Cosmic Ray Intensity and Spectral Changes During 27-Day Variations Using Time-Delay Measurements from Antarctic Neutron Monitors

Pradiphat Muangha (1,2), David Ruffolo (1), Alejandro Sáiz (1), Chanoknan Banglieng (3), Paul Evenson (4), Surujhdeo Seunarine (5), Suyeon Oh (6), Jongil Jung (7), Marc L. Duldig (8), John E. Humble (8)
(1) Department of Physics, Faculty of Science, Mahidol University, Bangkok 10400, Thailand
(2) National Astronomical Research Institute of Thailand (NARIT), Chiang Mai 50180, Thailand
(3) Division of Physics, Faculty of Science and Technology, Rajamangala University of Technology Thanyaburi, Pathum Thani 12110, Thailand
(4) Department of Physics and Astronomy, University of Delaware, Newark, DE 19716, USA
(5) Department of Physics, University of Wisconsin, River Falls, WI 54022, USA
(6) Department of Earth Science Education, Chonnam National University, Gwangju 61186, South Korea
(7) Department of Astronomy, Space Science and Geology, Chungnam National University, Daejeon 34134, South Korea
(8) School of Natural Sciences, University of Tasmania, Hobart, Tasmania 7001, Australia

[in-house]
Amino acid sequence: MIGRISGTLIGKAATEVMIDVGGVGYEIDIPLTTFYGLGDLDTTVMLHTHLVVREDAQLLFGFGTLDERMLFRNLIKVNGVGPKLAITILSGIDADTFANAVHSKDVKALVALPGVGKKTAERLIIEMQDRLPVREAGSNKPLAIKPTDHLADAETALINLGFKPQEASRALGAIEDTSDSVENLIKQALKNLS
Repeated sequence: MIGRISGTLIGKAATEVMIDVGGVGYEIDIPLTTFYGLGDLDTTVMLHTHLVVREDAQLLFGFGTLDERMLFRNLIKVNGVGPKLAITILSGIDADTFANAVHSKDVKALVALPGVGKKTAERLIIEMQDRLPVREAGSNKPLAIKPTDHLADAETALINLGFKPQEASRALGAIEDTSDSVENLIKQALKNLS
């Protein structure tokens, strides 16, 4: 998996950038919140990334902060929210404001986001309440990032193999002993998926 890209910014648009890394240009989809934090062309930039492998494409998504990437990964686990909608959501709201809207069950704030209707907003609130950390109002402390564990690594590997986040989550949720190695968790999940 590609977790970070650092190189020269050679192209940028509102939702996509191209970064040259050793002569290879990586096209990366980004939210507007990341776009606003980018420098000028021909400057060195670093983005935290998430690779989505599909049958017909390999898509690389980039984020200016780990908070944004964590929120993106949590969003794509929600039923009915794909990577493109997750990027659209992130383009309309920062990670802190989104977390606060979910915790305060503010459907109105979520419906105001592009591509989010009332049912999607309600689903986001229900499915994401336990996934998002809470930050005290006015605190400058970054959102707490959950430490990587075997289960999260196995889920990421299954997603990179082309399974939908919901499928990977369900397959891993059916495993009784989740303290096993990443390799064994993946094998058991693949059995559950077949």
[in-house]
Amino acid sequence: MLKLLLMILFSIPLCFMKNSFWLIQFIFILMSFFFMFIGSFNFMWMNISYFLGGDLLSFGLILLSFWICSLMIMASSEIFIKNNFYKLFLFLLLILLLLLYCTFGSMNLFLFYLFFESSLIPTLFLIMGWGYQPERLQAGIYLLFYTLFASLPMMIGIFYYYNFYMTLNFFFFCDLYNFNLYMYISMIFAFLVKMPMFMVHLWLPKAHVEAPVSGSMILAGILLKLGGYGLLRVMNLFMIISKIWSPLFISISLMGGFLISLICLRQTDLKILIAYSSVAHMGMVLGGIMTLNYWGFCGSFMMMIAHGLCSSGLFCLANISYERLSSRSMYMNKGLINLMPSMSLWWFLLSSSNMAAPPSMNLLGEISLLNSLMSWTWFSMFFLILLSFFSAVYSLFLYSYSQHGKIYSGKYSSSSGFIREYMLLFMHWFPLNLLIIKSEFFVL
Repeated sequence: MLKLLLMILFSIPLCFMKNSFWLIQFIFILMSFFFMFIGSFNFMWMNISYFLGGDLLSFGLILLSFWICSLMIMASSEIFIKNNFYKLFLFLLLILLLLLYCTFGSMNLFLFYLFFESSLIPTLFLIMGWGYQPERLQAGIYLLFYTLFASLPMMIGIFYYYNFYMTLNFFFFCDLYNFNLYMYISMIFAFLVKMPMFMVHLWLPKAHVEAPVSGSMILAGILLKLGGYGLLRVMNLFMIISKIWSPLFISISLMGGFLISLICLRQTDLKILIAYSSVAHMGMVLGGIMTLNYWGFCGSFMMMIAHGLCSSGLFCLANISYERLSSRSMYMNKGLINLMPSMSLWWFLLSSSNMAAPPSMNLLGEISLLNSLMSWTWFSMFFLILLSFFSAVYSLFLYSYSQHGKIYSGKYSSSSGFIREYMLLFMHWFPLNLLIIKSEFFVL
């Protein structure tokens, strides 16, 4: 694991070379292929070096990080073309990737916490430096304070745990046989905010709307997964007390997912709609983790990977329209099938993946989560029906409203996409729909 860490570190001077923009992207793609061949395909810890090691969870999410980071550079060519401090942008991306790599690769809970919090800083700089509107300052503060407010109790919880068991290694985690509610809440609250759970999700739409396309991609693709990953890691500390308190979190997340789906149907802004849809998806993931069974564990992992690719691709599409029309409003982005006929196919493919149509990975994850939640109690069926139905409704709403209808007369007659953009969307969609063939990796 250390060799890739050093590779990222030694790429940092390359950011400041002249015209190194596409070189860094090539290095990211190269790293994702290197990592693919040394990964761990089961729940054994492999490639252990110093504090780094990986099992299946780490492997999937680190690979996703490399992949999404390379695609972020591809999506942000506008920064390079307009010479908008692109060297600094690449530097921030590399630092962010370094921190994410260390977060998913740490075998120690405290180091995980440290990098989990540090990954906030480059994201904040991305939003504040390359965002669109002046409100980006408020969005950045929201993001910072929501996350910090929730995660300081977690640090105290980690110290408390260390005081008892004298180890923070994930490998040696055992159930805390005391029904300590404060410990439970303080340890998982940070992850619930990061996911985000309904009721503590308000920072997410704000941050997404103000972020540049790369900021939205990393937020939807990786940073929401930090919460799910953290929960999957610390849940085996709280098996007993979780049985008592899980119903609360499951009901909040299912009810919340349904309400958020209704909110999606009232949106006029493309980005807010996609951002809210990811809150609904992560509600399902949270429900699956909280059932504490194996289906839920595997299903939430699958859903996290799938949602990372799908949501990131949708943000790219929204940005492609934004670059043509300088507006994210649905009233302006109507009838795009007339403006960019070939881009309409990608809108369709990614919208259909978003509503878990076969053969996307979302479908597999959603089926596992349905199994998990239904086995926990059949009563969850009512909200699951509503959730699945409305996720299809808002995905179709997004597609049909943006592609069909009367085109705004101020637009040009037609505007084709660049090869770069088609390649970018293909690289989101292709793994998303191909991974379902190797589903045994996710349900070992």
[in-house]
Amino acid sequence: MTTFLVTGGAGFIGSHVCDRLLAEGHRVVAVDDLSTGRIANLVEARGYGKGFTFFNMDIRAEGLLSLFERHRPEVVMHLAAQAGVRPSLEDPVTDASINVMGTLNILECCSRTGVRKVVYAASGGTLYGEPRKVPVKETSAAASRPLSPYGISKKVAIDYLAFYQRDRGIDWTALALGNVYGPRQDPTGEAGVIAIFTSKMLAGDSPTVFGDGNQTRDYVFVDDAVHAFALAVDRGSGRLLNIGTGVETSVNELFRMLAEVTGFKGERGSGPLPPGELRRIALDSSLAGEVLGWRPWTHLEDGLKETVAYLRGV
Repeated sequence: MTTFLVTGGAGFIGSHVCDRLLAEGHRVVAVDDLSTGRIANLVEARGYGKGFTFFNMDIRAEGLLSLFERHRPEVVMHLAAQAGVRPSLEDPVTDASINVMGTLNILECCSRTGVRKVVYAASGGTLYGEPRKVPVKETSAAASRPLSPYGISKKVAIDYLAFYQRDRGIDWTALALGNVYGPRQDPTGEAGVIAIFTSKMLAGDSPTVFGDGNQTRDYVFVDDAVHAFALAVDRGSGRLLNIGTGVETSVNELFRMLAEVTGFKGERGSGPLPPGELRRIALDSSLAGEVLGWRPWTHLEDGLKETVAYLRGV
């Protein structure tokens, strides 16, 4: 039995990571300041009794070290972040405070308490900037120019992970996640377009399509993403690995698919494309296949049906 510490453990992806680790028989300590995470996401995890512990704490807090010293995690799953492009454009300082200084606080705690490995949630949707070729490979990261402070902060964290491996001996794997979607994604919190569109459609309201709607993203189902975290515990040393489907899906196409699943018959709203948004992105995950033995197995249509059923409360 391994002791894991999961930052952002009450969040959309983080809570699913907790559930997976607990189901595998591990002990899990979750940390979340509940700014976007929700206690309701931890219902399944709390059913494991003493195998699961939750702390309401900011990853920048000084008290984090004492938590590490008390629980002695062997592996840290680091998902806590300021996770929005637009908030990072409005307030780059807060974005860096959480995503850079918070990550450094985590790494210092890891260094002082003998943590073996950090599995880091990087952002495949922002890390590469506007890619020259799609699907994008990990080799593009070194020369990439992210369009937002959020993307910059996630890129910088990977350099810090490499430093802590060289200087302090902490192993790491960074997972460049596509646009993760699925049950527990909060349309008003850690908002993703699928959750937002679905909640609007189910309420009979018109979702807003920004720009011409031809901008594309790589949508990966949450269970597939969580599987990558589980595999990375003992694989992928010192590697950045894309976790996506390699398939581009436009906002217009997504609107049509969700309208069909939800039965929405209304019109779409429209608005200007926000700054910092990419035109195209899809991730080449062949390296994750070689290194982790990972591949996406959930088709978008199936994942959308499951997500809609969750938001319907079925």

Using neutron time-delay measurements from Antarctic neutron monitors, we can extract the leader fraction, L, of neutron counts that do not follow a previous neutron count in the same counter tube due to the cosmic ray shower. L, the inverse of the neutron multiplicity, can indicate variations in the cosmic-ray spectral index over the rigidity range of the NM response function. In this presentation, a comparative analysis of L from four Antarctic NM stations at South Pole (SP), McMurdo (MC), and Jang Bogo (JB), and Mawson (MA) will be presented. We find that L is well correlated with the spectral index inferred using data from the Alpha Magnetic Spectrometer (AMS-02) aboard the International Space Station. The wavelet analysis of the count rate C, and heliosphere parameters show a strong 27-day periodicity due to high-speed solar wind streams (HSSs) and corotating interaction regions (CIRs) while L usually had a very weak variation.